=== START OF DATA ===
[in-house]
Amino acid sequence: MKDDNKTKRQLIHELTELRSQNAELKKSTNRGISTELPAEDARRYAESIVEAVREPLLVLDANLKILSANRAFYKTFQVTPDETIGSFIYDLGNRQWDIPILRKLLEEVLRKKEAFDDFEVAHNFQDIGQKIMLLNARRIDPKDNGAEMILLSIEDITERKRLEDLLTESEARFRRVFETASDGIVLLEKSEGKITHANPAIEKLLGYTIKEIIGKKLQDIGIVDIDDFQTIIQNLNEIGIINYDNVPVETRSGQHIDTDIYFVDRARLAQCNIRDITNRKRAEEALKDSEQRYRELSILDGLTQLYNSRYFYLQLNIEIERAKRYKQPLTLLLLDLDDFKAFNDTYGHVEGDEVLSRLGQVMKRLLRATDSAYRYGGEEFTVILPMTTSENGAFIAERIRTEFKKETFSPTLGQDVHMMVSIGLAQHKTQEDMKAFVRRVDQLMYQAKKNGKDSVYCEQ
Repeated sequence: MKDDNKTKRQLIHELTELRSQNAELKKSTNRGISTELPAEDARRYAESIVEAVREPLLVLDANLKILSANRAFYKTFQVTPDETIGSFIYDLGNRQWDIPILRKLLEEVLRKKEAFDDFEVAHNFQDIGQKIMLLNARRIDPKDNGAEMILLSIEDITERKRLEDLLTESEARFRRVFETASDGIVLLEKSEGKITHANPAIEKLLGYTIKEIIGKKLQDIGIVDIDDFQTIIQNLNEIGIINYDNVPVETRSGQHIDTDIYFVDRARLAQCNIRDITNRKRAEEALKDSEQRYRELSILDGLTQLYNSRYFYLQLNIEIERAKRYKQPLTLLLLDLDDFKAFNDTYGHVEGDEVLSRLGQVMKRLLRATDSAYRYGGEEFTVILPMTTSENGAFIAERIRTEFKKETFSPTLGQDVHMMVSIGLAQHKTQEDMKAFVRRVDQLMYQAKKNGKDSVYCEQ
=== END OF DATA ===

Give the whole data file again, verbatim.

[in-house]
Amino acid sequence: MKDDNKTKRQLIHELTELRSQNAELKKSTNRGISTELPAEDARRYAESIVEAVREPLLVLDANLKILSANRAFYKTFQVTPDETIGSFIYDLGNRQWDIPILRKLLEEVLRKKEAFDDFEVAHNFQDIGQKIMLLNARRIDPKDNGAEMILLSIEDITERKRLEDLLTESEARFRRVFETASDGIVLLEKSEGKITHANPAIEKLLGYTIKEIIGKKLQDIGIVDIDDFQTIIQNLNEIGIINYDNVPVETRSGQHIDTDIYFVDRARLAQCNIRDITNRKRAEEALKDSEQRYRELSILDGLTQLYNSRYFYLQLNIEIERAKRYKQPLTLLLLDLDDFKAFNDTYGHVEGDEVLSRLGQVMKRLLRATDSAYRYGGEEFTVILPMTTSENGAFIAERIRTEFKKETFSPTLGQDVHMMVSIGLAQHKTQEDMKAFVRRVDQLMYQAKKNGKDSVYCEQ
Repeated sequence: MKDDNKTKRQLIHELTELRSQNAELKKSTNRGISTELPAEDARRYAESIVEAVREPLLVLDANLKILSANRAFYKTFQVTPDETIGSFIYDLGNRQWDIPILRKLLEEVLRKKEAFDDFEVAHNFQDIGQKIMLLNARRIDPKDNGAEMILLSIEDITERKRLEDLLTESEARFRRVFETASDGIVLLEKSEGKITHANPAIEKLLGYTIKEIIGKKLQDIGIVDIDDFQTIIQNLNEIGIINYDNVPVETRSGQHIDTDIYFVDRARLAQCNIRDITNRKRAEEALKDSEQRYRELSILDGLTQLYNSRYFYLQLNIEIERAKRYKQPLTLLLLDLDDFKAFNDTYGHVEGDEVLSRLGQVMKRLLRATDSAYRYGGEEFTVILPMTTSENGAFIAERIRTEFKKETFSPTLGQDVHMMVSIGLAQHKTQEDMKAFVRRVDQLMYQAKKNGKDSVYCEQ